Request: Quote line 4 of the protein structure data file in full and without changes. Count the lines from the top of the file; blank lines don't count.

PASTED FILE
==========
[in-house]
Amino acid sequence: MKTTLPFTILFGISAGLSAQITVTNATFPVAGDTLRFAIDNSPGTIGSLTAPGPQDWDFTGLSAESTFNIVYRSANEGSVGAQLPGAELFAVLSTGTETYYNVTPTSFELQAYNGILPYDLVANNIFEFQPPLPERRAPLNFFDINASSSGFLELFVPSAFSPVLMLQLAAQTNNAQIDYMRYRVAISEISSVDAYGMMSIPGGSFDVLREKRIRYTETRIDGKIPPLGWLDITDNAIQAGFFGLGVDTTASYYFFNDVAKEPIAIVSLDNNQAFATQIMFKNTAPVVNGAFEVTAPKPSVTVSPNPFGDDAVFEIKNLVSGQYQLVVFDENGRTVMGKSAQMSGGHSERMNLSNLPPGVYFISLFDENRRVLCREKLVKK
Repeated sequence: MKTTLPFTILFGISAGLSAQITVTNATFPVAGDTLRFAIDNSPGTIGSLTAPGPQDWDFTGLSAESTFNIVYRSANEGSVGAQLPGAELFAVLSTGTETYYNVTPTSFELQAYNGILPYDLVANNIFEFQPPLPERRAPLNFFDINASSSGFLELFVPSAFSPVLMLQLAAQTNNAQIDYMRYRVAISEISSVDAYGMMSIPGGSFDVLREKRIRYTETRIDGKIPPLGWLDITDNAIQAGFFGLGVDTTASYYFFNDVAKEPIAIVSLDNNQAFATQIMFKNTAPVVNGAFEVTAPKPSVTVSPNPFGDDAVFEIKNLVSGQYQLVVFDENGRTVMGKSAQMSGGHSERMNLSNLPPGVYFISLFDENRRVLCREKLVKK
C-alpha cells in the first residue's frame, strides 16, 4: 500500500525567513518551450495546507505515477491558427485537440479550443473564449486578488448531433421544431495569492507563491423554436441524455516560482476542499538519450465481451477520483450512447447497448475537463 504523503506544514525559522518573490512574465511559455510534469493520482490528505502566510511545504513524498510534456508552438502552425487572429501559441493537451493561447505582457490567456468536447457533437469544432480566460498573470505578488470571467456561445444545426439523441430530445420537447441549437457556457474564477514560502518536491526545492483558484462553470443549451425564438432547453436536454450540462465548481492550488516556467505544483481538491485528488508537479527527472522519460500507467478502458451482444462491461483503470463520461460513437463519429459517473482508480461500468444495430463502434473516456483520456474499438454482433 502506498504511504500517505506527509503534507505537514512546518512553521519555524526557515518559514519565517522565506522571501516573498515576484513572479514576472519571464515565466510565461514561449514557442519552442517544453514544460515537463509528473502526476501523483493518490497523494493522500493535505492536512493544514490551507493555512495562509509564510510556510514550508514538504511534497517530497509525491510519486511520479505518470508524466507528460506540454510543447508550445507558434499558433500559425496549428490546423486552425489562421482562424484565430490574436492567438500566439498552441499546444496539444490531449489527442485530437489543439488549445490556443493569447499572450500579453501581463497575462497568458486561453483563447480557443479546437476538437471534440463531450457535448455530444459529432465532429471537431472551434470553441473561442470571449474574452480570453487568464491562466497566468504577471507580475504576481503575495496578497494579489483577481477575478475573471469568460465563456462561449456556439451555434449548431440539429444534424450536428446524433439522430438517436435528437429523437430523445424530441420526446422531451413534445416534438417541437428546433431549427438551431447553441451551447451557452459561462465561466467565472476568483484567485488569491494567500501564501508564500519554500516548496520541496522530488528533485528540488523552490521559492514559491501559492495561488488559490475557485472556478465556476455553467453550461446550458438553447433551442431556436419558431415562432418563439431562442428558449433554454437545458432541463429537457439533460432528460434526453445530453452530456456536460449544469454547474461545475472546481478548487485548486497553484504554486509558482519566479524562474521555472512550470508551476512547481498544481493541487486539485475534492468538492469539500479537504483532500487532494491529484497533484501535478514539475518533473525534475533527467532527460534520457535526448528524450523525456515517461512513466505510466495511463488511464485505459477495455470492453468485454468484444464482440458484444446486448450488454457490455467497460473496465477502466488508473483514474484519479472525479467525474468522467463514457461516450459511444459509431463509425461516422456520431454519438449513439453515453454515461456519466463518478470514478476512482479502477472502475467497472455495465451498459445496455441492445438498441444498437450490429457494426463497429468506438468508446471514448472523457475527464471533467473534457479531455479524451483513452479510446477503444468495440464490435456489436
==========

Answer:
C-alpha cells in the first residue's frame, strides 16, 4: 500500500525567513518551450495546507505515477491558427485537440479550443473564449486578488448531433421544431495569492507563491423554436441524455516560482476542499538519450465481451477520483450512447447497448475537463 504523503506544514525559522518573490512574465511559455510534469493520482490528505502566510511545504513524498510534456508552438502552425487572429501559441493537451493561447505582457490567456468536447457533437469544432480566460498573470505578488470571467456561445444545426439523441430530445420537447441549437457556457474564477514560502518536491526545492483558484462553470443549451425564438432547453436536454450540462465548481492550488516556467505544483481538491485528488508537479527527472522519460500507467478502458451482444462491461483503470463520461460513437463519429459517473482508480461500468444495430463502434473516456483520456474499438454482433 502506498504511504500517505506527509503534507505537514512546518512553521519555524526557515518559514519565517522565506522571501516573498515576484513572479514576472519571464515565466510565461514561449514557442519552442517544453514544460515537463509528473502526476501523483493518490497523494493522500493535505492536512493544514490551507493555512495562509509564510510556510514550508514538504511534497517530497509525491510519486511520479505518470508524466507528460506540454510543447508550445507558434499558433500559425496549428490546423486552425489562421482562424484565430490574436492567438500566439498552441499546444496539444490531449489527442485530437489543439488549445490556443493569447499572450500579453501581463497575462497568458486561453483563447480557443479546437476538437471534440463531450457535448455530444459529432465532429471537431472551434470553441473561442470571449474574452480570453487568464491562466497566468504577471507580475504576481503575495496578497494579489483577481477575478475573471469568460465563456462561449456556439451555434449548431440539429444534424450536428446524433439522430438517436435528437429523437430523445424530441420526446422531451413534445416534438417541437428546433431549427438551431447553441451551447451557452459561462465561466467565472476568483484567485488569491494567500501564501508564500519554500516548496520541496522530488528533485528540488523552490521559492514559491501559492495561488488559490475557485472556478465556476455553467453550461446550458438553447433551442431556436419558431415562432418563439431562442428558449433554454437545458432541463429537457439533460432528460434526453445530453452530456456536460449544469454547474461545475472546481478548487485548486497553484504554486509558482519566479524562474521555472512550470508551476512547481498544481493541487486539485475534492468538492469539500479537504483532500487532494491529484497533484501535478514539475518533473525534475533527467532527460534520457535526448528524450523525456515517461512513466505510466495511463488511464485505459477495455470492453468485454468484444464482440458484444446486448450488454457490455467497460473496465477502466488508473483514474484519479472525479467525474468522467463514457461516450459511444459509431463509425461516422456520431454519438449513439453515453454515461456519466463518478470514478476512482479502477472502475467497472455495465451498459445496455441492445438498441444498437450490429457494426463497429468506438468508446471514448472523457475527464471533467473534457479531455479524451483513452479510446477503444468495440464490435456489436